Monday, September 19, 2011
I think I may have reached my limit with sponsoring people who want me to answer all their questions in life and want to call me at all hours with tearful, hysterical questions having nothing to do with program. I had to tell one woman that I am not a job sponsor. I don't know what she should do about her job. I told her she might consider that in all of her job situations, she is the common denominator - therefore, she might be the problem. If she wants to really look at that, I will be happy to help, but if she wants an ear to listen to what so-and-so said yesterday about this-and-that, I am not going to do this month after month. It is not productive - for either of us.
I had a similar conversation on Saturday with a sponsee who is much beloved by me. We have a long-standing relationship that means the world to me.
I asked her to please consider where she got the idea that long term sobriety meant that she should have tons of money, a great job, a great relationship, a shiny new car, etc. I understand that plenty of sober people do have those things, but plenty of people don't too. I don't think these things are an accurate gauge of the quality of a person's sobriety. In fact, I have known several people who have had those things and could not stay sober to save their lives - literally. If they had lost those things, they might have had a fighting chance.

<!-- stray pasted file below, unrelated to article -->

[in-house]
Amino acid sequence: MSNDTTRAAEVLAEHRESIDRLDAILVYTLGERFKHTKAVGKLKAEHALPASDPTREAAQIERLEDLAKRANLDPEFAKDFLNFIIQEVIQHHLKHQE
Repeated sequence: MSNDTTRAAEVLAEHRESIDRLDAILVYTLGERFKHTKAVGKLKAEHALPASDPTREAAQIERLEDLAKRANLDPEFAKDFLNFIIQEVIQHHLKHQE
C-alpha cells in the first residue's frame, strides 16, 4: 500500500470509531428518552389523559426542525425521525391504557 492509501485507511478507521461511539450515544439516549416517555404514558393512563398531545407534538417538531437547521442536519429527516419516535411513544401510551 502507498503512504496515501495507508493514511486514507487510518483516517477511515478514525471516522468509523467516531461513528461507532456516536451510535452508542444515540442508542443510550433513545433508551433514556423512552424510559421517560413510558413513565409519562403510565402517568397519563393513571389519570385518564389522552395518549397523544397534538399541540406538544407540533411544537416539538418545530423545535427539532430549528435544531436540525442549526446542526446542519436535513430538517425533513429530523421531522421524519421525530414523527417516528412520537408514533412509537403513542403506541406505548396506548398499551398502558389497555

We collectively love to idolize Bill W. and Dr. Bob, but I think we seldom consider who they really were. For one thing, they both smoked like chimneys, Bill W. died of emphysema. They were both poor as church mice. Bill W. was allegedly a terrible womanizer. Dr. Bob brought a Bible to every meeting he attended. I think if either one of these guys were to show up at an AA meeting today, they would be ostracized.
But, in spite of, or because of, their faults, God was able to work with them to do something that had never been done in the history of mankind. They were able to come up with a solution to the plague of alcoholism. And because of this, alcoholics were able to lead productive, respectable lives.
Maybe we take this too much for granted 75 or so years later. Shouldn't we be humbly grateful to be sober? Not greedy for more, more, more, more, more? I think I am just going to try to be grateful for this gift in my life and I will ask anyone who I am sponsoring (and calls me today) to write a gratitude list and if they still have problems, let's get going on an inventory.
Thanking God for what he has put in my life today.